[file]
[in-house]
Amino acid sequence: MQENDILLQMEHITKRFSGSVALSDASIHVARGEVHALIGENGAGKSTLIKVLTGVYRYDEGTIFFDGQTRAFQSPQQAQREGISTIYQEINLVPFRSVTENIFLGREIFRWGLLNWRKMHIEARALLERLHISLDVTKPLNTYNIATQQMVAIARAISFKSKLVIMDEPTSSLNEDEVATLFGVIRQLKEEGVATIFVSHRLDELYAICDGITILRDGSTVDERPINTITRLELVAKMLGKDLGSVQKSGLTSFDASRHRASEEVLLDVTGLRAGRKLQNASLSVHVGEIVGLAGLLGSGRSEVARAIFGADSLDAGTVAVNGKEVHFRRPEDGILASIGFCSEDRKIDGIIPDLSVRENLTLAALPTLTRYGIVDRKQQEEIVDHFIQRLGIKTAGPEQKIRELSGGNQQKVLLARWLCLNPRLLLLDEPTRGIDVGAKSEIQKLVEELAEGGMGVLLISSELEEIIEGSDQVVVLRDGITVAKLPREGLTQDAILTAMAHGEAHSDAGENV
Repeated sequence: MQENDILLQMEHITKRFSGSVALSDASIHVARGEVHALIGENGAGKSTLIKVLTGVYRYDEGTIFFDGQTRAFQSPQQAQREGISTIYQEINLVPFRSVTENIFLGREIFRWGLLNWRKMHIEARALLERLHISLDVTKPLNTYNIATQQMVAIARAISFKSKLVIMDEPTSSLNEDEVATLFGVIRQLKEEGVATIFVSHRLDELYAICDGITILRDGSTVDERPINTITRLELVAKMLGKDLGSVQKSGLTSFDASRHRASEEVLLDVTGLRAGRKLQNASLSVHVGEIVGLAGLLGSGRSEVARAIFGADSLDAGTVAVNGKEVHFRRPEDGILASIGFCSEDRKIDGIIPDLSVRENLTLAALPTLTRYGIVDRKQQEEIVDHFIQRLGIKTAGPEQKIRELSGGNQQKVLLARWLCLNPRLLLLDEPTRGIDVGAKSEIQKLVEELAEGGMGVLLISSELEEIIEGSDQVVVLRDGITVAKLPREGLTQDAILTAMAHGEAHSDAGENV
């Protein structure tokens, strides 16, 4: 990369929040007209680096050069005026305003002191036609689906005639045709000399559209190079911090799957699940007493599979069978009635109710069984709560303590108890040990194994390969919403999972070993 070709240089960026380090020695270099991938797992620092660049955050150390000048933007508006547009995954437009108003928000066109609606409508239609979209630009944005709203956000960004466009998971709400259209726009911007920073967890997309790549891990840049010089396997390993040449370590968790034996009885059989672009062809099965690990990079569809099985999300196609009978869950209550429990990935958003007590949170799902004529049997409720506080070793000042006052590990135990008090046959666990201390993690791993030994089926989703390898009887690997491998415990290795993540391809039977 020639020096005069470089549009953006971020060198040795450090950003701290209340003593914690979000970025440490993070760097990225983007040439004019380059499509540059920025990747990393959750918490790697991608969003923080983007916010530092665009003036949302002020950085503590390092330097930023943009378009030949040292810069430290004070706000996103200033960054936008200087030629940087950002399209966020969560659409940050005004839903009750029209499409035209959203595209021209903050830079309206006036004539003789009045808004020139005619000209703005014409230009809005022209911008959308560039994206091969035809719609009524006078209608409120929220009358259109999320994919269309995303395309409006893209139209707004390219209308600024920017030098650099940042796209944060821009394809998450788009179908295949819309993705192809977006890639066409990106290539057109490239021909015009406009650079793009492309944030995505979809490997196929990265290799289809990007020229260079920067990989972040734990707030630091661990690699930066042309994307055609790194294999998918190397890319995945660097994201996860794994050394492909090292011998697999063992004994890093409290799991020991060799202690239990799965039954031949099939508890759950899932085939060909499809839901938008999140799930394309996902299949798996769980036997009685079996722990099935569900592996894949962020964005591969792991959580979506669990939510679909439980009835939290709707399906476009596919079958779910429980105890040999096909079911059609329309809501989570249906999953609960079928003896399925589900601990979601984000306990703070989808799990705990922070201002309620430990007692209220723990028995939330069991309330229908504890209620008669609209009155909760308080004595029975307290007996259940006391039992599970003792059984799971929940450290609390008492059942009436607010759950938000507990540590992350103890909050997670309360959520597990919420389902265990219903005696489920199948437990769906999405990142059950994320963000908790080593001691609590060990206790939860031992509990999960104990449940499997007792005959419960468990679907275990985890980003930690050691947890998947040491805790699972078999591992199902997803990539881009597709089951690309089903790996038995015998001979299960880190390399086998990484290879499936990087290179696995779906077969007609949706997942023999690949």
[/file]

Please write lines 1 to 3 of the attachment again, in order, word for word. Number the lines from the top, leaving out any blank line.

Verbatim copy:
[in-house]
Amino acid sequence: MQENDILLQMEHITKRFSGSVALSDASIHVARGEVHALIGENGAGKSTLIKVLTGVYRYDEGTIFFDGQTRAFQSPQQAQREGISTIYQEINLVPFRSVTENIFLGREIFRWGLLNWRKMHIEARALLERLHISLDVTKPLNTYNIATQQMVAIARAISFKSKLVIMDEPTSSLNEDEVATLFGVIRQLKEEGVATIFVSHRLDELYAICDGITILRDGSTVDERPINTITRLELVAKMLGKDLGSVQKSGLTSFDASRHRASEEVLLDVTGLRAGRKLQNASLSVHVGEIVGLAGLLGSGRSEVARAIFGADSLDAGTVAVNGKEVHFRRPEDGILASIGFCSEDRKIDGIIPDLSVRENLTLAALPTLTRYGIVDRKQQEEIVDHFIQRLGIKTAGPEQKIRELSGGNQQKVLLARWLCLNPRLLLLDEPTRGIDVGAKSEIQKLVEELAEGGMGVLLISSELEEIIEGSDQVVVLRDGITVAKLPREGLTQDAILTAMAHGEAHSDAGENV
Repeated sequence: MQENDILLQMEHITKRFSGSVALSDASIHVARGEVHALIGENGAGKSTLIKVLTGVYRYDEGTIFFDGQTRAFQSPQQAQREGISTIYQEINLVPFRSVTENIFLGREIFRWGLLNWRKMHIEARALLERLHISLDVTKPLNTYNIATQQMVAIARAISFKSKLVIMDEPTSSLNEDEVATLFGVIRQLKEEGVATIFVSHRLDELYAICDGITILRDGSTVDERPINTITRLELVAKMLGKDLGSVQKSGLTSFDASRHRASEEVLLDVTGLRAGRKLQNASLSVHVGEIVGLAGLLGSGRSEVARAIFGADSLDAGTVAVNGKEVHFRRPEDGILASIGFCSEDRKIDGIIPDLSVRENLTLAALPTLTRYGIVDRKQQEEIVDHFIQRLGIKTAGPEQKIRELSGGNQQKVLLARWLCLNPRLLLLDEPTRGIDVGAKSEIQKLVEELAEGGMGVLLISSELEEIIEGSDQVVVLRDGITVAKLPREGLTQDAILTAMAHGEAHSDAGENV